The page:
What Are Some of the Deadliest Materials Used in Construction?
Buildings of all ages can potentially contain toxic or hazardous materials. Over time, a number of building materials and substances have been phased out of use in residential and commercial buildings for their adverse effects on human health. As an example, lead-based paints were banned for use in residential homes in 1978 due to their potentially lethal effects on anyone exposed to the substance for a significant time.
However, even newer homes and buildings may contain materials that are hazardous under certain circumstances. In this article, we discuss some of the most dangerous materials traditionally used in construction.
Lead is a neurotoxic heavy metal that is capable of negatively affecting development and brain function. Children are particularly vulnerable to adverse effects from even low amounts of exposure to lead, but adults can be harmed by this material as well. In construction, lead can be found in paints, plumbing, and roofing materials.
Lead-based paint is the most common cause of exposure in a residential setting. When the paint peels, chips, or cracks, lead dust occurs. Young children may accidentally ingest flaking paint chips or breathe in the dust, which can result in serious neurological damage.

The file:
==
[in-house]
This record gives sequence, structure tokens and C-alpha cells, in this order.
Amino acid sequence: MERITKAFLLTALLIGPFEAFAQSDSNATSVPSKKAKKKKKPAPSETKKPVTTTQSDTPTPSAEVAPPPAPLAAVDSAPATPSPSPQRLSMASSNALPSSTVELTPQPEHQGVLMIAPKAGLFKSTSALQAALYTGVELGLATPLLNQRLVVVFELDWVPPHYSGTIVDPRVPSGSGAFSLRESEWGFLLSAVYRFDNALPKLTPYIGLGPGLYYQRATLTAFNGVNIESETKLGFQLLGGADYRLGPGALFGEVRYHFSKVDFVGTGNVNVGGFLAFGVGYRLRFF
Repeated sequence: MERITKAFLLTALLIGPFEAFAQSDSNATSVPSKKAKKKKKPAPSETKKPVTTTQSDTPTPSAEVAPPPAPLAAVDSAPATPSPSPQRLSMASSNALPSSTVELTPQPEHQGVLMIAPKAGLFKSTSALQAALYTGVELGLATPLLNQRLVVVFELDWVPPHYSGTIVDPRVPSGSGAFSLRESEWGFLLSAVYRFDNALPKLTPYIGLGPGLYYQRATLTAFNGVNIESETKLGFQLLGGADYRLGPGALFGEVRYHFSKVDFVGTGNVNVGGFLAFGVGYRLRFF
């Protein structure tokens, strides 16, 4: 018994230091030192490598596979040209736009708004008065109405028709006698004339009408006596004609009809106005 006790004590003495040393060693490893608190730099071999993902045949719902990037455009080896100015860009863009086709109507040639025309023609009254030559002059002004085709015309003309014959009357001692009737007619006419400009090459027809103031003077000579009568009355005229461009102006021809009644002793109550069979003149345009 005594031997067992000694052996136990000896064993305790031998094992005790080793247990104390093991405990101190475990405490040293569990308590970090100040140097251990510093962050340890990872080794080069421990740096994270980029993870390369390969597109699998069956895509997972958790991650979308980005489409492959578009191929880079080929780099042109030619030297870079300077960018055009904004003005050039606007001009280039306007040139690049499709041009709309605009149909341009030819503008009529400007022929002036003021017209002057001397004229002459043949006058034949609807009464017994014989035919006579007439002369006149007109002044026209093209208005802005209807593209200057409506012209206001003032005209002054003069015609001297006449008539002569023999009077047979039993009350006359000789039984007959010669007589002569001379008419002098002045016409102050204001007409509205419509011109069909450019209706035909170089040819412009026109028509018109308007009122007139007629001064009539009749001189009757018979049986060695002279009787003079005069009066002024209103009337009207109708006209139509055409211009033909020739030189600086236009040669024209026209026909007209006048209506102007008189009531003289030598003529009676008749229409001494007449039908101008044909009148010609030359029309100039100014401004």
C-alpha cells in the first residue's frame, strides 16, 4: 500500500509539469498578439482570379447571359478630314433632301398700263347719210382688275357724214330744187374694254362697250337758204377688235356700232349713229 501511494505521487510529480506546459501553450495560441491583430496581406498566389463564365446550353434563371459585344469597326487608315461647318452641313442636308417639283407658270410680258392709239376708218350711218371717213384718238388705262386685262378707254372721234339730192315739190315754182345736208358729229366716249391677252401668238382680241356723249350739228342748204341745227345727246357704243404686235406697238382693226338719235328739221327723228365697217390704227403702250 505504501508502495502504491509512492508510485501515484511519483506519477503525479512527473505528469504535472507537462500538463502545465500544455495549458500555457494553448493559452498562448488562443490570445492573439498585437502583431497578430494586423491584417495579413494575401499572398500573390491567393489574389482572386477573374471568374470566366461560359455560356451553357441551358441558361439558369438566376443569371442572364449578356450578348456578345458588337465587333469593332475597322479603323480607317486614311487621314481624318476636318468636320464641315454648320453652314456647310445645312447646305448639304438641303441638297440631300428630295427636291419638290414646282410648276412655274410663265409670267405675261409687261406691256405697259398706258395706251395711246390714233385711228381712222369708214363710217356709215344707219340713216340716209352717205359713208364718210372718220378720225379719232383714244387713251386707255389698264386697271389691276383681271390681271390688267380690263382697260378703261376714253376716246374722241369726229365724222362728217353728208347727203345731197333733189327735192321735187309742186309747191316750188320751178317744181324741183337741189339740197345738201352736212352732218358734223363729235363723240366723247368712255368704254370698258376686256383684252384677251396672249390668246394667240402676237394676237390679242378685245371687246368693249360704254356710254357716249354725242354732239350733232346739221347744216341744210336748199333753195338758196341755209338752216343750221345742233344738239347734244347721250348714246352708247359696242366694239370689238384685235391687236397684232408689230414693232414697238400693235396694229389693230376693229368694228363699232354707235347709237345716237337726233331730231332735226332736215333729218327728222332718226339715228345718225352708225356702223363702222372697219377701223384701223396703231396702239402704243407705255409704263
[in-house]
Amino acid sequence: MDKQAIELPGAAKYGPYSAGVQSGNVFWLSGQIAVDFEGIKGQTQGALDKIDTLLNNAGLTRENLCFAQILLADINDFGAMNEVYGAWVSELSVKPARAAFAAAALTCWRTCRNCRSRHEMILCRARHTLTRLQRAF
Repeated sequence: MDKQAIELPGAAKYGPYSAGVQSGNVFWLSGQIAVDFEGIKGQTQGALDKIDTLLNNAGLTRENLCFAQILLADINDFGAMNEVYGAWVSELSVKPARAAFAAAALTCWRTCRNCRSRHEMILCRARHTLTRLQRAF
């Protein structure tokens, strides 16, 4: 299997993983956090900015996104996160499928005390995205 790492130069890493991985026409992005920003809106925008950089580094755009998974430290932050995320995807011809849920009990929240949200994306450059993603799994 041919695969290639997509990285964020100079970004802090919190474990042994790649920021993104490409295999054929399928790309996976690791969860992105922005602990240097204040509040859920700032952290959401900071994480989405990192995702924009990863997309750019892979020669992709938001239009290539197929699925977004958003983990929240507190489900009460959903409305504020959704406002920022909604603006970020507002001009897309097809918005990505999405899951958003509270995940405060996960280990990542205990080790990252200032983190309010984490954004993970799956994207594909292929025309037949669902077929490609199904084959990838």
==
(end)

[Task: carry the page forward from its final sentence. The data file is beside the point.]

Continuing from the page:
Although lead-based paint was banned for use in residential buildings across the U.S. in 1978, older homes may still contain coatings. Homeowners or residents can get a lead paint risk assessment or inspection to determine whether there is lead paint in their home and how to safely eliminate or reduce exposure. It is always best to have the paint removed by qualified professionals, who have the skill and tools to handle the issue without increasing the risk to your loved ones.
Asbestos refers to a class of minerals that form strong fibers that were widely used in construction throughout the 20th century. Asbestos is particularly durable, insulating, and cheap, which made it something of a “miracle material” when its properties were first discovered. However, exposure to asbestos fibers can cause pleural disease, lung cancer, asbestosis, and mesothelioma.
People may breathe in asbestos fibers when natural deposits of the material as disturbed, such as during home renovations. One of the most notable incidents of a mass exposure to asbestos occurred during the 9/11 attacks. When the Twin Towers fell, a massive cloud containing asbestos dust, pulverized cement, lead, glass fibers, polychlorinated biphenyls (PCBs), and polycyclic aromatic hydrocarbons (PAHs) was released into the air. First responders and civilians in the vicinity that breathed in the dust suffered negative health effects ranging from cancer to interstitial lung disease.
Asbestos is no longer mined within the U.S., but the substance is not currently banned from use in building materials. The Environmental Protection Agency (EPA) issued the Asbestos Ban and Phase-Out Rule in 1989 to prohibit the use of the material, but the ban was overturned by the United States Court of Appeals for the Fifth Circuit in 1991. Despite still being used in the U.S., asbestos is banned in dozens of other countries across the world.